Modern Australian

Treasury revises JobKeeper's cost down by massive $60 billion, sparking calls to widen eligibility

  • Written by Michelle Grattan, Professorial Fellow, University of Canberra

The federal treasury has revised down by a massive $60 billion the estimated cost of the JobKeeper wage subsidy program, from an original $130 billion to $70 billion.

Treasury revealed its huge recalculation in a joint statement with the Australian Taxation Office, which also revealed there had been a large reporting error in estimates of the number of employees likely to access the program.

The costings revision, while highly embarrassing for treasury, is extremely good news for the government, which had committed around $200 billion to support measures to get the country through the pandemic.

Treasurer Josh Frydenberg said: “It is welcome news that the impact on the public purse from the program will not be as great as initially estimated”.

The government will be able to use money saved to reduce projected deficit and/or for other spending.

The news of the revision immediately prompted calls for JobKeeper to be widened to include workers, especially many casuals, who are not covered under its present rules.

But Frydenberg told the ABC: “We’re not making wholesale changes to the JobKeeper program. We’ll have a review, as we’ve always stated, mid-way through the program, and we’ll wait for the results of that review if there are to be any changes.”

When JobKeeper was developed, Treasury anticipated about 6.5 million employees would access the program, which provides a flat $1500 a fortnight for workers who remain connected to their employer. The assistance is available to employees of businesses which have had at least 30% fall in their turnover, or 50% in the case of big businesses.

Writing in The Conversation in late April, Melbourne University economists Roger Wilkins and Jeff Borland pointed to a disparity between the dive of 2.6 million full time jobs expected by Reserve Bank Governor Philip Lowe and the 6.6 million jobs the Treasury was preparing to fund under JobKeeper.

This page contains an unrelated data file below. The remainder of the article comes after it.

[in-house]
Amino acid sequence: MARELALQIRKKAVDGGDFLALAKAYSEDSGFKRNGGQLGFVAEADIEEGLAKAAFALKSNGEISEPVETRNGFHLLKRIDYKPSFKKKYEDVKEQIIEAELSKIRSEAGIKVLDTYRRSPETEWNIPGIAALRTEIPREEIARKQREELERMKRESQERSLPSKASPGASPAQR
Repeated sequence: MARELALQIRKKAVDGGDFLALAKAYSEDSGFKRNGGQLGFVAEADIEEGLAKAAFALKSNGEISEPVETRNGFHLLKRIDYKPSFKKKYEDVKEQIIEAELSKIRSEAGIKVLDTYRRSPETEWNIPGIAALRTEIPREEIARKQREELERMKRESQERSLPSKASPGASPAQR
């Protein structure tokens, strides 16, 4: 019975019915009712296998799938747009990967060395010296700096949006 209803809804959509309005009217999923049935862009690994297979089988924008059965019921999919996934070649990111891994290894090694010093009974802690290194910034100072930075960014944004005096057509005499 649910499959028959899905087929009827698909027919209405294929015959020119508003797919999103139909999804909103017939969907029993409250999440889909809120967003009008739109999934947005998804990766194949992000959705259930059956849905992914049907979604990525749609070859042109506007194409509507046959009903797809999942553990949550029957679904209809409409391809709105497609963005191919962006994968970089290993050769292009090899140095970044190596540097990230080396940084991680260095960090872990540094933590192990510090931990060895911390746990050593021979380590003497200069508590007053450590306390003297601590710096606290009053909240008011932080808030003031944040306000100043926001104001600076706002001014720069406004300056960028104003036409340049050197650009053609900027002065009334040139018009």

“What is surprising is the size of gap between the predicted number of payments and the predicted number of jobs at risk,” they wrote.

Treasury now expects only some 3.5 million workers to need JobKeeper.

While the Treasury revision of the scheme’s likely cost is driven by the fact circumstances have not born out its original assumptions, a reporting error by many businesses masked what was actually happening, so treasury’s numbers for a time appeared correct.

At a Senate committee hearing on Thursday Treasury was still talking about the program covering more than six million employees.

Explaining the wrong forecast, Friday’s statement said the original cost estimate was made when COVID-19 cases were “growing significantly” in Australia and restrictions were being tightened here and abroad.

“The difference between Treasury’s estimates at the time and the number of employees now accessing the JobKeeper program partly reflects the level and impact of health restrictions not having been as severe as expected and their imposition not having been maintained for as long as expected at the time.

"This has been reflected in some improvement to the outlook for the economy since the original estimate was developed,” the statement said.

“The variation in estimates also reflects the inherent uncertainty associated with estimating the take up of a demand driven program in the current circumstances.”

The enrolment forms completed by 910,055 businesses had indicated the program would cover about 6.5 million eligible employees – in line with treasury’s thinking.